He never gives up on you either. Even to those who don't welcome him at first, he gives another chance. And another. And another. He is as resolute and determined in his pursuit of you as he was in his journey to the cross. The Samaritans finally accepted Jesus "with one accord" and in "crowds" when Philip preached, some years after Jesus' death and resurrection (Acts 8:6). Healed and delivered, they were filled with joy. Jesus is never too put off to be merciful. May we never give up hope—for ourselves or our loved ones!
"Jesus, you came to seek and save me. You are welcome in my life!"
We heard Job say today "Why did I not perish at birth, come forth from the womb and expire?" His anguish questioned his very existence. His suffering was to the point of looking forward to dying. In this world, there are people in your life, they smile, they live another day, but truly, their life lies in shambles inside, destroyed, and this is the aim of the devil, and the devil got what it wanted; to truly test the faith and try to win over with darkness the soul of a just, a holy and righteous man. The temptation is great, the temptation to give in and give up and the greatest temptation? To turn from God instead of praising God any longer. But Job praises in the storm and continues in faithfulness...and so we go forth. We prayed today in the Psalms "Let my prayer come before you, Lord. O LORD, my God, by day I cry out; at night I clamor in your presence. Let my prayer come before you; incline your ear to my call for help." As the Lord lived His life on earth, He lived the Holy Psalms. The shear terror of the night opposed and threatened His very being, what was coming, He could see hanging on crosses as He would enter Jerusalem, the house of terrors awaited Him, and He was set like flint, an arrow to pierce the darkness and let the light shine. In comes the Lord asking for Samaritans to make room for Him. And there was not a good Samaritan that would help Him on His Holy journey. He had converted the woman at the well, and her people would not accept Him. He had saved a wretched soul, and the people would not help one soul. And so the disciples ask "Shall we call down fire from Heaven to consume them?" And the Lord rebukes them as He rebukes Satan many times. "But go and learn what this means: 'I desire mercy, not sacrifice.' For I have not come to call the righteous, but sinners."Mt9:13 It's these people that are rejecting Him that He has come to die for. This should be an eye opener in your life right now. All those people that reject you...would you die for them? Jesus did...Jesus died. They say it was a play on words in the old language, to say "man of God" and "the Lord's fire" because they sounded almost the same. And Jesus said at one point ""I came to bring fire on the earth, and how I wish it were already set ablaze! ..." Lk.12:49. And what He did began a fire to consume the world to this day over 2,000 years later. His Holy Spirit burns bright and the devil still attempts to extinguish the light, like the light of love of Job. Here within the last couple of weeks, there have been priests kidnapped and killed. It is a direct attempt of the devil to put out the light. But what this does is quite the opposite, the fire of the Lord burns brighter, because the body of Christ is spread throughout the world. And this is why there is evil in the world, an attempt to extinguish but only makes it burn brighter...is it not right that there is kindling for the fire?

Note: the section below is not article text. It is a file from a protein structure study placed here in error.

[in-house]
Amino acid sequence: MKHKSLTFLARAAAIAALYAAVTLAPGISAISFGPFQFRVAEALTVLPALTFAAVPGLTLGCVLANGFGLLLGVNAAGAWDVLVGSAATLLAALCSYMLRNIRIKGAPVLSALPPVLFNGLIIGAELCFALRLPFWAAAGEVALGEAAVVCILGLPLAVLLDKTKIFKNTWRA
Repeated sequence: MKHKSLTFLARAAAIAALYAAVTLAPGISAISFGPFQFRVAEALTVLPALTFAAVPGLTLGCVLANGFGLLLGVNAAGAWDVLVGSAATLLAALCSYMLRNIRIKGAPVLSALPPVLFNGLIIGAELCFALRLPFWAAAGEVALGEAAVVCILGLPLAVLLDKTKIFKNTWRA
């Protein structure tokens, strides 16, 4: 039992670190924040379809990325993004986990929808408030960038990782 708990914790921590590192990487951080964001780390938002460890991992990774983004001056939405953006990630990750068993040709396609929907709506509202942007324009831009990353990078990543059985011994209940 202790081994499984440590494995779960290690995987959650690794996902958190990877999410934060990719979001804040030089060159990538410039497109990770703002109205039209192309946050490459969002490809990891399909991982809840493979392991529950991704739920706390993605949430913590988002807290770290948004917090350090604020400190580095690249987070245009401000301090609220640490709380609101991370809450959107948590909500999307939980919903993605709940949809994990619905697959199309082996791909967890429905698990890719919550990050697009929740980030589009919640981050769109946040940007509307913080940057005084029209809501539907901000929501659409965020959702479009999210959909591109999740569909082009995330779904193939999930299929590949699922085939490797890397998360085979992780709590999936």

If you do not understand, I want you to think about your ugly sins. You know what they are. You are living in sins and among sinners. Imagine now, burning them up, (your sins), use them as firewood, in the confessional, in your repentance, in your reconciliation, and your love of God grows when you do so. The lines to confessionals are very short. The lines to receive the Eucharist are very long. The fire is small flames. Whose fault is it? If you pointed a finger, look at the rest pointing back. Look no further in the mirror. Jesus desires His fire in your heart.
The reason I write is because there is a burning in my heart. A churning and burning of sins that continuously run through my life, and God's light is doing the purification. This is why Lot's wife became a pillar of salt, to see God's glory and not being pure. The only way to see God is to be on fire. This is why Jesus shows the way...no guts, no glory.